Summit County farmers and ranchers, like others across the nation, aren’t looking forward to possible changes of child labor laws, which they believe could heavily impact the culture of agriculture in the United States. And growing debate has sparked a standoff between rural and urban, with rural parties believing changes attack that lifestyle.

The U.S. Department of Labor proposed changes to the law last fall, which would be the first since the law was created more than 40 years ago. The problem farming groups and individual farmers have with the changes is not an increased focus on child safety, but that the new rules would affect children’s ability to earn money, work for their families and learn life lessons while training to work in agriculture.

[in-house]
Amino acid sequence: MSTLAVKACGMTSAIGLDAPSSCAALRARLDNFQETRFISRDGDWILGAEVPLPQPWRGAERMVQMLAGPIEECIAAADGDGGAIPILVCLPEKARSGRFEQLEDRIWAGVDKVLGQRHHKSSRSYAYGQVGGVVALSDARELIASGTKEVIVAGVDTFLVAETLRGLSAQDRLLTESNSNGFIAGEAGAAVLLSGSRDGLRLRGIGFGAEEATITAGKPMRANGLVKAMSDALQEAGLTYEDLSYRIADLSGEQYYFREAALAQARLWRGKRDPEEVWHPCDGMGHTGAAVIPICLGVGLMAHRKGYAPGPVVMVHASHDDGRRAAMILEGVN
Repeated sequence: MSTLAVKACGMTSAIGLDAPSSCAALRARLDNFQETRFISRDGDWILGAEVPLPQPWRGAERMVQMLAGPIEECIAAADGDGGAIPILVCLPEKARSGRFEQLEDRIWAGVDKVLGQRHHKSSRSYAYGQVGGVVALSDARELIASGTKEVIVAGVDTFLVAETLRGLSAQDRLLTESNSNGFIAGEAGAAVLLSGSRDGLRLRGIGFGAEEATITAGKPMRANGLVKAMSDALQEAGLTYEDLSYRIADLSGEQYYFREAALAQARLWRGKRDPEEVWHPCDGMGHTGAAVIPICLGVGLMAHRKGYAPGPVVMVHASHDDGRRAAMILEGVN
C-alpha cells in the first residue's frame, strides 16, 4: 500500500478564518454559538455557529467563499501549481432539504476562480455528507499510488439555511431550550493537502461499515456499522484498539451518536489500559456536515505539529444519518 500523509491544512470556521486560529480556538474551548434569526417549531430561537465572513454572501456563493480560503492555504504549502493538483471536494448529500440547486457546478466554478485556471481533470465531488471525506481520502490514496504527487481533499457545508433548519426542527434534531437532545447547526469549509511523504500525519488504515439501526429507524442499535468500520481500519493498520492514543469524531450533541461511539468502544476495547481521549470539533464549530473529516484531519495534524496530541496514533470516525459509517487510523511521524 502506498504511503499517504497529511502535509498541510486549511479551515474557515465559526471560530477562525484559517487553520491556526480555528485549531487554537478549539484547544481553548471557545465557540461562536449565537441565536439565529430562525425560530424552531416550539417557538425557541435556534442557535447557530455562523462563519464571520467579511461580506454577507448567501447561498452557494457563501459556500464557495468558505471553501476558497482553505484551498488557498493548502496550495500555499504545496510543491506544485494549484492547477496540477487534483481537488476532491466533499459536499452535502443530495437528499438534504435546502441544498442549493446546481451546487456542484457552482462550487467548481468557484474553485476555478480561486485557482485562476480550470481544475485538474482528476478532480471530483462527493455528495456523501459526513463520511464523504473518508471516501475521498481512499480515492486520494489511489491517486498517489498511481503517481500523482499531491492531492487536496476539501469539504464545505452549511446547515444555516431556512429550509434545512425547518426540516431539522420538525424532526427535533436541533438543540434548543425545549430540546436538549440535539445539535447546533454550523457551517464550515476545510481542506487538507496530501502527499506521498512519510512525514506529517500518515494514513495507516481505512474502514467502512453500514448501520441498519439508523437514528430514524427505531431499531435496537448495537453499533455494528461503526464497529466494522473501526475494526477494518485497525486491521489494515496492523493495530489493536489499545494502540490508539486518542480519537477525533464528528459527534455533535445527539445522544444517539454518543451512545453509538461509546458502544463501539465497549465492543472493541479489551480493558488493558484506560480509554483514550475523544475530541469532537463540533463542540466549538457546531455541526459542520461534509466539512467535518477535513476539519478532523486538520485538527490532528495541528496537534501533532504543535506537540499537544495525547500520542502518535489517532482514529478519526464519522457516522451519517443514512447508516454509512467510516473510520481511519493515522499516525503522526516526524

“This is more of an assault on my culture than anything that’s going to solve a problem,” said East Summit County rancher and father or four Jeff Young. “I just can’t imagine that riding a horse that’s following a herd of cattle is any more dangerous than skiing or playing football.”